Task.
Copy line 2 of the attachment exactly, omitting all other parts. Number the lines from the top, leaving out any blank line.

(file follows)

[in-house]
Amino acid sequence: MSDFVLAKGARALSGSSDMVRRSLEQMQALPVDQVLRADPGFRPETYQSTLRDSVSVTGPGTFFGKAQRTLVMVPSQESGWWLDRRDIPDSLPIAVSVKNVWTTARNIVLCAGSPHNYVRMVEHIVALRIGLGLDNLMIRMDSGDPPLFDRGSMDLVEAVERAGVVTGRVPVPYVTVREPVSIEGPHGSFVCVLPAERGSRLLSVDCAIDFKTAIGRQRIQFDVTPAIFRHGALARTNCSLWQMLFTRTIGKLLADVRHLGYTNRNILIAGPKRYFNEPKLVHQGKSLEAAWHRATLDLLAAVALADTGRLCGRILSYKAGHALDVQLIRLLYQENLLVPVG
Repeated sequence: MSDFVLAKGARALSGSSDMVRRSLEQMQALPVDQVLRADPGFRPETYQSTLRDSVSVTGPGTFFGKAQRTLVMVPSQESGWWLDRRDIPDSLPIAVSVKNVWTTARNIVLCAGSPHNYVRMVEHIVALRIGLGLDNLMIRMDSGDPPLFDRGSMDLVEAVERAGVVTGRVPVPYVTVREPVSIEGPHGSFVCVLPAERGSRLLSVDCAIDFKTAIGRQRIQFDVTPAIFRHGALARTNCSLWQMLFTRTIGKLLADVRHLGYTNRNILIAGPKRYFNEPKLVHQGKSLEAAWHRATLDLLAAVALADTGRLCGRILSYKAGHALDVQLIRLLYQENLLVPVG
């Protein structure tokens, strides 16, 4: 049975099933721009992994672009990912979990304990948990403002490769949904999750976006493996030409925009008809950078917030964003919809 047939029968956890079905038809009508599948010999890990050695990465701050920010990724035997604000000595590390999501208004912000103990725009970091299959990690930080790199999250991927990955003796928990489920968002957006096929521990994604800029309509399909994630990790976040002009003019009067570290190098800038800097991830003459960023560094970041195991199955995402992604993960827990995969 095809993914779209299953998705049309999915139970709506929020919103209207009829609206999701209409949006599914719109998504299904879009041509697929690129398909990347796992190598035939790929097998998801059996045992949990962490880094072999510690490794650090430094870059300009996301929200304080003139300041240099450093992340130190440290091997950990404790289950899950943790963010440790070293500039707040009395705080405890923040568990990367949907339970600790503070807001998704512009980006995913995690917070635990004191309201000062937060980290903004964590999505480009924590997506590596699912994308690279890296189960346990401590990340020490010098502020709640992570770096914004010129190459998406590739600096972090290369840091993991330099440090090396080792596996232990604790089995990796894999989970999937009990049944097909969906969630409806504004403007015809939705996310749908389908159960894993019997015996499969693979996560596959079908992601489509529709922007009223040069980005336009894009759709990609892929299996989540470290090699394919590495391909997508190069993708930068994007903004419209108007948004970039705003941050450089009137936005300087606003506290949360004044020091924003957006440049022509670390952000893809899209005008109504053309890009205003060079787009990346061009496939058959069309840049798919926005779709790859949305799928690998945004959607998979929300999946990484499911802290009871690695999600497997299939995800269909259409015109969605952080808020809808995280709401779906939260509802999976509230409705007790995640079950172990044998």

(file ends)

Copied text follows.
Amino acid sequence: MSDFVLAKGARALSGSSDMVRRSLEQMQALPVDQVLRADPGFRPETYQSTLRDSVSVTGPGTFFGKAQRTLVMVPSQESGWWLDRRDIPDSLPIAVSVKNVWTTARNIVLCAGSPHNYVRMVEHIVALRIGLGLDNLMIRMDSGDPPLFDRGSMDLVEAVERAGVVTGRVPVPYVTVREPVSIEGPHGSFVCVLPAERGSRLLSVDCAIDFKTAIGRQRIQFDVTPAIFRHGALARTNCSLWQMLFTRTIGKLLADVRHLGYTNRNILIAGPKRYFNEPKLVHQGKSLEAAWHRATLDLLAAVALADTGRLCGRILSYKAGHALDVQLIRLLYQENLLVPVG